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Ca2+-induced delayed afterdepolarizations (DADs) are depolarizations that occur after full repolarization. They have been observed across multiple species and cell types. Experimental results have indicated that the main cause of DADs is Ca2+overload. The main hypothesis as to their initiation has been Ca2+overflow from the overloaded sarcoplasmic reticulum (SR). Our results using 37 previously published mathematical models provide evidence that Ca2+-induced DADs are initiated by the same mechanism as Ca2+-induced Ca2+release, i.e., the modulation of the opening of ryanodine receptors (RyR) by Ca2+in the dyadic subspace; an SR overflow mechanism was not necessary for the induction of DADs in any of the models. The SR Ca2+level is better viewed as a modulator of the appearance of DADs and the magnitude of Ca2+release. The threshold for the total Ca2+level within the cell (not only the SR) at which Ca2+oscillations arise in the models is close to their baseline level (∼1-to 3-fold). It is most sensitive to changes in the maximum sarco(endo)plasmic reticulum Ca2+-ATPase (SERCA) pump rate (directly proportional), the opening probability of RyRs, and the Ca2+diffusion rate from the dyadic subspace into the cytosol (both indirectly proportional), indicating that the appearance of DADs is multifactorial. This shift in emphasis away from SR overload as the trigger for DADs toward a multifactorial analysis could explain why SERCA overexpression has been shown to suppress DADs (while increasing contractility) and why DADs appear during heart failure (at low SR Ca2+levels). © 2011 the American Physiological Society.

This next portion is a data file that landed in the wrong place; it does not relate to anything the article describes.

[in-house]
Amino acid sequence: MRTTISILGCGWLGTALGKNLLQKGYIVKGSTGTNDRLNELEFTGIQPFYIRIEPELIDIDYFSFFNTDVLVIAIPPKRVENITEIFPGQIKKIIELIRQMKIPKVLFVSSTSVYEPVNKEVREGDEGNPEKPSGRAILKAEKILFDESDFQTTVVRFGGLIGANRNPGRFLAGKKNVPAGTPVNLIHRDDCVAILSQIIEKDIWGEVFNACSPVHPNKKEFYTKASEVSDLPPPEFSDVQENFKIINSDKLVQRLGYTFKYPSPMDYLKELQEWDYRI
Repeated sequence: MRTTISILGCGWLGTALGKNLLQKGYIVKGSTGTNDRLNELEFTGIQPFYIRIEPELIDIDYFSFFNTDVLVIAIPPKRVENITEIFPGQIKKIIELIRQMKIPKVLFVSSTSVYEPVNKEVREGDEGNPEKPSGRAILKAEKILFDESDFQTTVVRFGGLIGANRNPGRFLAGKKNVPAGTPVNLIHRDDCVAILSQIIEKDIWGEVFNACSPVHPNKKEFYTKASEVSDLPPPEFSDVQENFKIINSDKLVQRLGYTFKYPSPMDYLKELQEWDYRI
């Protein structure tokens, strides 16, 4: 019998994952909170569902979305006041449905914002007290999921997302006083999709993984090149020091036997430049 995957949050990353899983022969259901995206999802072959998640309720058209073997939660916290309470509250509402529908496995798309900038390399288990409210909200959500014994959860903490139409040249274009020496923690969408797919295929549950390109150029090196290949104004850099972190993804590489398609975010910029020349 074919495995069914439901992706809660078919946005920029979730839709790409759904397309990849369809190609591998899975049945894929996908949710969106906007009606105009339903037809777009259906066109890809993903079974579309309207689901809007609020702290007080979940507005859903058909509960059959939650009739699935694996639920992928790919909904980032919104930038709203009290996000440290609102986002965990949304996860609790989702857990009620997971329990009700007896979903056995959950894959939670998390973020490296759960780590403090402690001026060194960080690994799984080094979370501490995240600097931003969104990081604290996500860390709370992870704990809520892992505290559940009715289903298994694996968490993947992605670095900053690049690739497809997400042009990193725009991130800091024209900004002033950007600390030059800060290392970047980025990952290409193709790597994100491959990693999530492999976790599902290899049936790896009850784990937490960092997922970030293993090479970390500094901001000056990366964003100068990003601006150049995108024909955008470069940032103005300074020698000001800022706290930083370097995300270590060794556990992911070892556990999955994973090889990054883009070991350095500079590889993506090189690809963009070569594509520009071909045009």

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Journal article


American Journal of Physiology - Heart and Circulatory Physiology

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